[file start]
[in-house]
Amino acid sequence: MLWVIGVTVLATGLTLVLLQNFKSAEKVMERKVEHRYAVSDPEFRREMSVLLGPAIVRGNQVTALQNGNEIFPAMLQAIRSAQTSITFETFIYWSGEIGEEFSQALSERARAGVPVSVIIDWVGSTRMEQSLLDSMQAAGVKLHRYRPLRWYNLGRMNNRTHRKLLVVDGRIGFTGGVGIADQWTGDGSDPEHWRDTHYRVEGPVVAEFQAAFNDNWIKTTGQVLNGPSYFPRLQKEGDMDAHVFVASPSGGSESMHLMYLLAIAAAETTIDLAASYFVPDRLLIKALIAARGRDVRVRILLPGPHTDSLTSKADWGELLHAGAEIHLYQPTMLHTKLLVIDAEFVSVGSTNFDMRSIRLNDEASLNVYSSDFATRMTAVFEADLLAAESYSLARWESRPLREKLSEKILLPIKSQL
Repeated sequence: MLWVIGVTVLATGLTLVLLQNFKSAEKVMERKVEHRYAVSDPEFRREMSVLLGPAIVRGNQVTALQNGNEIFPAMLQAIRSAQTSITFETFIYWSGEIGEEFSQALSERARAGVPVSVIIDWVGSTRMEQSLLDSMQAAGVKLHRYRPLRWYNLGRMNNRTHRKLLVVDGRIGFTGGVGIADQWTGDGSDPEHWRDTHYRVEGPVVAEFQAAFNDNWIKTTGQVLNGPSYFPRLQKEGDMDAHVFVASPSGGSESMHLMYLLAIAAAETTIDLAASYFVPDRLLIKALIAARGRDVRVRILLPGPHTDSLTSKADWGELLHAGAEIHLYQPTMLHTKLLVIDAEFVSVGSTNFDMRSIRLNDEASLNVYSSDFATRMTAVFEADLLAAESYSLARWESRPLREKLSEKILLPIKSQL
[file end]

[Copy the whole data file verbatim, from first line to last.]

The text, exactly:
[in-house]
Amino acid sequence: MLWVIGVTVLATGLTLVLLQNFKSAEKVMERKVEHRYAVSDPEFRREMSVLLGPAIVRGNQVTALQNGNEIFPAMLQAIRSAQTSITFETFIYWSGEIGEEFSQALSERARAGVPVSVIIDWVGSTRMEQSLLDSMQAAGVKLHRYRPLRWYNLGRMNNRTHRKLLVVDGRIGFTGGVGIADQWTGDGSDPEHWRDTHYRVEGPVVAEFQAAFNDNWIKTTGQVLNGPSYFPRLQKEGDMDAHVFVASPSGGSESMHLMYLLAIAAAETTIDLAASYFVPDRLLIKALIAARGRDVRVRILLPGPHTDSLTSKADWGELLHAGAEIHLYQPTMLHTKLLVIDAEFVSVGSTNFDMRSIRLNDEASLNVYSSDFATRMTAVFEADLLAAESYSLARWESRPLREKLSEKILLPIKSQL
Repeated sequence: MLWVIGVTVLATGLTLVLLQNFKSAEKVMERKVEHRYAVSDPEFRREMSVLLGPAIVRGNQVTALQNGNEIFPAMLQAIRSAQTSITFETFIYWSGEIGEEFSQALSERARAGVPVSVIIDWVGSTRMEQSLLDSMQAAGVKLHRYRPLRWYNLGRMNNRTHRKLLVVDGRIGFTGGVGIADQWTGDGSDPEHWRDTHYRVEGPVVAEFQAAFNDNWIKTTGQVLNGPSYFPRLQKEGDMDAHVFVASPSGGSESMHLMYLLAIAAAETTIDLAASYFVPDRLLIKALIAARGRDVRVRILLPGPHTDSLTSKADWGELLHAGAEIHLYQPTMLHTKLLVIDAEFVSVGSTNFDMRSIRLNDEASLNVYSSDFATRMTAVFEADLLAAESYSLARWESRPLREKLSEKILLPIKSQL